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Black Quarters Coins: 8 Unique Quarter Coins Featuring African Americans

The term “Quarter” refers to a quarter of $1 which is normally worth 25 cents in the United States. The quarter coins were first introduced in the country in 1796, but consistent production of these coins began in 1831.

These coins feature George Washington’s image on their obverse, but after 1998, the U.S. Mint started changing the design on the reverse side of the coins. The new designs were unique as some of them helped the country remember important events, like the Civil War and the slavery era.

Other designs honored various famous individuals who helped shape our society including various black individuals.

To help you understand the phrase “black quarter coins” we decided to elaborate more on the following quarters produced by the U.S. Mint.

1. Bessie Coleman Quarters

This quarter is actually the 6th coin produced under the American Women’s Quarter Program to celebrate Coleman. She was the 1st black and Native American pilot who was denied admission to all the American flying schools. This forced her to learn French and relocate to Le Crotoy France in 1920 to Caudron Brothers’ Aviation School. She became the 1st black to get an international piloting license.

2. Maya Angelou Quarters

The Maya Angelou Quarter was the 1st coin released under the American Women Quarter Program. This coin, which was released in 2022, celebrates Maya, a popular civil rights activist.

The coin was designed by Damastra Emily who claimed that her depiction of Maya conveys how passionately she lived. The flying bird silhouetting her arms symbolizes Maya’s autobiography “I Know Why the Caged Bird Sings.”

3. NJ State Quarter Featuring Black Slaves on the Reverse

The U.S. Mint produced the NJ State Quarter as the 3rd coin under their 50-State Quarter Program.  They released this quarter on May 17, 1999, with the obverse side featuring George Washington. The reverse has a symbol of General Washington and his troop which included black slaves rowing a boat.

4. The Missouri State Quarter Features Louis and Clark with York, Their Slave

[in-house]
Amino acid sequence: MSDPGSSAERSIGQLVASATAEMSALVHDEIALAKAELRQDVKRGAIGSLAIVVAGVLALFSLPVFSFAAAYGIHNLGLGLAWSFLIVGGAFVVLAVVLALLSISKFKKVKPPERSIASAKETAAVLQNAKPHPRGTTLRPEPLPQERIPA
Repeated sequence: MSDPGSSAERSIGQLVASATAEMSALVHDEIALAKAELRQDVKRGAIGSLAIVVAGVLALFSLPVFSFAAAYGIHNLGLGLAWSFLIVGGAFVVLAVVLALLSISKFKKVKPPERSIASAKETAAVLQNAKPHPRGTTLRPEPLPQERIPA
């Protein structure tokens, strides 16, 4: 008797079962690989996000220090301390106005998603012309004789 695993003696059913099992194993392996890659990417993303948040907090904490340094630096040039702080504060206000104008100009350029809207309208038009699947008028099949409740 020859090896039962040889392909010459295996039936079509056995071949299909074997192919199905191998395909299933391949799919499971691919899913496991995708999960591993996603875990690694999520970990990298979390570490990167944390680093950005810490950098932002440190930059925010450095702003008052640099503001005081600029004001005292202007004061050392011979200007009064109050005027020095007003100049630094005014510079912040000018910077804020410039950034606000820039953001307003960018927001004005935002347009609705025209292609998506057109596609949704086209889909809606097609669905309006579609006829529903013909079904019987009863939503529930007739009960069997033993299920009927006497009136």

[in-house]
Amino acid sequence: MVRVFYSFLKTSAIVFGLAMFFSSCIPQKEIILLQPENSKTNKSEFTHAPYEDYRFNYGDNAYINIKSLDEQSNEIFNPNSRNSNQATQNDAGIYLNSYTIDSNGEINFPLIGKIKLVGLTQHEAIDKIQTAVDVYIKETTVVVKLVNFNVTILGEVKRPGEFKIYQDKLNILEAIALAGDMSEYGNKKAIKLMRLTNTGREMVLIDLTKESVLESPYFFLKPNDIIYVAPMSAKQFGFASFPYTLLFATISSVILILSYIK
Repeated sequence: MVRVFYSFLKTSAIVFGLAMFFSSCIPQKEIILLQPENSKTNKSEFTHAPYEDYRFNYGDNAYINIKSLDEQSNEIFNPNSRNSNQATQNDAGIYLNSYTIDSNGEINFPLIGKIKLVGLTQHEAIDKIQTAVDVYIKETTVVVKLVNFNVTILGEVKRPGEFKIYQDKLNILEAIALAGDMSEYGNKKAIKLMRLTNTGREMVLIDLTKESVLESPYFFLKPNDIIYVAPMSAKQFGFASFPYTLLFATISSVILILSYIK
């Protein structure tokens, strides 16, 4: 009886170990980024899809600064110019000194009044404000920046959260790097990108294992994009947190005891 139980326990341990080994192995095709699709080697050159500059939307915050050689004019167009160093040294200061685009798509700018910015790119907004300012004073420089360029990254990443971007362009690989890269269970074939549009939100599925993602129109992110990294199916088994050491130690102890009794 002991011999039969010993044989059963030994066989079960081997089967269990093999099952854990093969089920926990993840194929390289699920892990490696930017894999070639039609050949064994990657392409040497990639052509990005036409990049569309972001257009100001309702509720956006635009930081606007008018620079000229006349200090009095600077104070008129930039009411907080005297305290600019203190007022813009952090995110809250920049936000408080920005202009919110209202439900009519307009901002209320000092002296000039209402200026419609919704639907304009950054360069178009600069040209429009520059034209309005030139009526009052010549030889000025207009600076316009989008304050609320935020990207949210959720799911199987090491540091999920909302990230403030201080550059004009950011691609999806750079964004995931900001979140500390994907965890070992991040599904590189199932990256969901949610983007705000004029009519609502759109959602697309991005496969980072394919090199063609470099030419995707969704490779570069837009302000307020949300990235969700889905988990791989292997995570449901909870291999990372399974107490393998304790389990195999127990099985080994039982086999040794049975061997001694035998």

Released in 2003, the Missouri State Quarter is the 24th coin released under their 50-State Quarters Program. The coin is themed “Corps of Discovery” and it features Clark and Lewis’s sailing back to St. Louis. The design shows them on a boat with York, their slave rowing a boat.

5. The D.C. Quarter Commemorates Duke Ellington

The D.C. quarter is the 1st coin under their U.S. Territories and D.C. Quarter Program.

The coin was designed by a committee formed by Mayor Fenty Adrian. After deliberating for several days, the committee settled on 3 coins featuring exceptional figures from different generations including Duke Ellington, Frederick Douglass, and Benjamin Banneker.

The 3 options were presented to the district in 2008 and the public picked Duke Ellington’s design. The reverse also includes the District of Columbia’s Motto “Justice for All” and the year the coins were minted.

6. Frederick Douglass Historic Site Quarters

D.C. may have not picked Douglass in 2008, but they did include his image on the Quarter in 2017. The coin features Frederick Douglass’ home which became an historic Site in 1962.

This coin celebrates Douglass’ legacy as a statesman, author, civil rights advocate, and abolitionist.

He lived in the house between 1877 and 1895. The coin’s design depicts him seated and writing something on his desk.

Black Quarter Coins to be released in the Future

Under the American Women Quarter Program, the U.S. Mint announced that they will produce 5 designs between 2022 and 2025. Basically, they will introduce 20 unique coins honoring some of the renowned figures in American history.

A huge percentage of the women featured in these quarters were from the ethnic minority groups in the country. This includes the following black women who will feature in the 2025 designs:

7. Ida Bell Wells-Barnett

Ida was one of the early Civil Rights Movement’s leaders and a known investigative journalist.

Wells helped establish the NAACP and dedicated her life to fighting violence and prejudice while advocating for black equality, particularly for women.

Ida used her talents as a journalist to demonstrate the real truth behind violence against blacks while advocating for it to stop. She exposed the brutality of lynching while explaining that the whites used it to terrorize the blacks.

8. Althea Neale Gibson

Gibson was the 1st black woman to win the Grand Slam event in 1956. She was also the 1st black athlete to overcome racial segregation in international tennis.

Bob Ryland has even described her as the greatest tennis player of all time. Her achievements as a tennis player earned her the right to feature in the black quarter coins to be released in 2025.

Kenyalogue Contributor


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